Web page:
Utilizing the expertise of community members with backgrounds in finance, architecture, communications and the like, the Solon School District’s strategic planning committee included 125 people. The committee members logged a combined 1,800 hours of work to create a plan for the district’s future, one that looks at important issues in finance, communication, social and emotional learning and facilities.
School Superintendent Fred Bolden said the final document, which is both a five-year plan and an action plan, highlights various districtwide objectives.
“I think two of the most discussed issues were a huge push for communications and a look at our responsiveness practices, looking at every student as an individual and supporting all their needs,” Mr. Bolden said.
In terms of communications, parents and community members were looking for a comprehensive communication plan, “one that highlights transparency of the district and how it functions,” he said. In its action-plan section, the committee wants to “create districtwide communication guidelines, redesign the district’s website with an integrated mobile app so it functions as a communications hub and complete a job analysis on positions that deal with communications,” Mr. Bolden said.
In terms of responsive practices, he said the district wants to implement teams and processes to advance social-emotional learning and inclusivity goals. It also plans to expand professional development in responsive practices for the staff as well as “embed social-emotional learning skills into the (educational) content areas,” Mr. Bolden said.
“The schools do more than just teach content. They are where students learn to work with one another, to collaborate, to just learn how to be with others,” he said, which was especially important after the pandemic when children were taught in a remote-learning environment.
The plan also looks to hire staff “that mirrors the diversity that exists in the community and complete job analysis for positions that deal with social emotional wellness.”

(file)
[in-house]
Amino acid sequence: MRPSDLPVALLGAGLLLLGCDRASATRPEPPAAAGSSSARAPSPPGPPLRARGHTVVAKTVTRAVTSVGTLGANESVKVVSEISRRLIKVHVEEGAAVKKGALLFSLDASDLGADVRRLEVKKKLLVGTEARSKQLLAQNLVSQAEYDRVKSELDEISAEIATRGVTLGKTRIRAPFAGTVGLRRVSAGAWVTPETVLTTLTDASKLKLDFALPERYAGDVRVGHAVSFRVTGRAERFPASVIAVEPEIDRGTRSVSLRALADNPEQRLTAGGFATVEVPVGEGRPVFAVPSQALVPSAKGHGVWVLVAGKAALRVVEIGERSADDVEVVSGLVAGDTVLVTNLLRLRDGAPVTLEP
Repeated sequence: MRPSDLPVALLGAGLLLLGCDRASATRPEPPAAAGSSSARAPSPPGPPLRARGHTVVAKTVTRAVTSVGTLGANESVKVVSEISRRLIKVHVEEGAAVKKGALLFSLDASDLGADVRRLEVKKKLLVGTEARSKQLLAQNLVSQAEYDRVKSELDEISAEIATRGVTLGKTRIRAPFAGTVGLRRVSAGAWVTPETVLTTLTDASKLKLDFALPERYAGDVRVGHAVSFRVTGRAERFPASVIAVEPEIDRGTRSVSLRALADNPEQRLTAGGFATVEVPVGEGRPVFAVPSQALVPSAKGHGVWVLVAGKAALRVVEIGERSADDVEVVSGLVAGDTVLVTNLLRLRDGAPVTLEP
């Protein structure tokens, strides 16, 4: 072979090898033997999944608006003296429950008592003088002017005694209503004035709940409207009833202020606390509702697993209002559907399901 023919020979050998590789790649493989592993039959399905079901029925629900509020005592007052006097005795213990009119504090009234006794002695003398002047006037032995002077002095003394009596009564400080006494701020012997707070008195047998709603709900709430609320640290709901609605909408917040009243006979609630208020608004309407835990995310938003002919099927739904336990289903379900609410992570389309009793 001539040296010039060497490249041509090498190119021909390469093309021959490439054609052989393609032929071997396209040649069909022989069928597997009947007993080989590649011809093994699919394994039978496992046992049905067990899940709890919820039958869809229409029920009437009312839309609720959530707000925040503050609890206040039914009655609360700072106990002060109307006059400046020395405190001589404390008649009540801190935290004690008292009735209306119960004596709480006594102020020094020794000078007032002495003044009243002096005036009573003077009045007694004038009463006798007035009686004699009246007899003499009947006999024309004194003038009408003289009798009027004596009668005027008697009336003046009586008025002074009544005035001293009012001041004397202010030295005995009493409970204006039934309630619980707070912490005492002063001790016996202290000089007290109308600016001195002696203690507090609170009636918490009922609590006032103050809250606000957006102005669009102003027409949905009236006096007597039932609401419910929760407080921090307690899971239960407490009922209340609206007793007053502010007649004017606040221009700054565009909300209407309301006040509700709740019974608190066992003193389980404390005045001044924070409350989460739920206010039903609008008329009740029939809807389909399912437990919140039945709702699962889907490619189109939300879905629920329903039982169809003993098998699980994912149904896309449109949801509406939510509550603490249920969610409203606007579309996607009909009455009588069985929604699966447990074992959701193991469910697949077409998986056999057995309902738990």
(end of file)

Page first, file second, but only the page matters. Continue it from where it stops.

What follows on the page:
Mr. Bolden said one area of concern that came up often in strategic planning committee discussions was the Solon High School building and facilities. “People told us they love our school district but that our facilities need an upgrade,” he said. “The oldest building in our district is the high school, built originally in the 1940s. The most recent renovation was in 2001, and people asked what we could do now to upgrade that space.”
In the action-plan section of the document, the committee members stated that they wanted to “provide a comprehensive report that details the feasibility and costs of renovation of Solon High School and an additional comprehensive report that “details the feasibility and costs of building a new Solon High School.”
Mr. Bolden said those plans are in place to look at areas of concern and talk about ways the district can address them.
He said other facility objectives included reviewing all of the elementary buildings, some of which parents felt were “congested,” due to the fact that the district moved from four buildings to three, after closing the Arthur Road building.
“We are not in a position to need another whole building, but we need to address congestion in the elementary buildings and how to ride out the crest of higher student numbers at this time,” Mr. Bolden said. Enrollment hasn’t increased in the district overall but had rather decreased slightly and was plateauing, he said.
Mr. Bolden said, overall, the strategic plan is a way to look deeper into what things the community wants to see happen in the school district.
“We do everything through a consensus. We took whatever time it took to get the language and goals in this plan to be a consensus, not a majority vote, but a true consensus of our planning team and our community,” Mr. Bolden said.
One of the first steps the district will take is to inform the community of the financial challenges it faces, he said.
“We will educate our policymakers and stakeholders about the financial challenges facing the Solon schools community and actively engage them to find solutions that secure funding for the district’s growing financial needs,” the plan states.
This would be done through “designing and implementing a public education campaign to continuously disseminate information to our entire community on how Solon City Schools are funded,” Mr. Bolden said.
The district also is looking at ways to determine the viability of alternative funding options to generate new revenue for the schools, he said.
Additional aspects of the plan deal with a listing of beliefs that are inherent in the Solon schools, beliefs like treating all students with respect, seeing education as a way to empower all people, believing that quality public education is worth the investment of time, effort and money. Parameters, or operational guidelines within the district, dealt with striving for 100% of students passing state-mandated assessments, striving to support their social and emotional needs, striving to ensure all students are actively engaged in their own learning and prioritizing the safety of the school community.
Mr. Bolden said he’s proud of the work the committee has done on the strategic plan and proud of the way the district has used this strategic planning process since 1989. “We are unique in that we involve the community in the planning, we involve them in the discussions, and we come to a consensus on what is best for our district and our community,” he said.
Tamara Strom, communications director for the district, said the entire strategic plan can be reviewed on the district website at solonschools.org.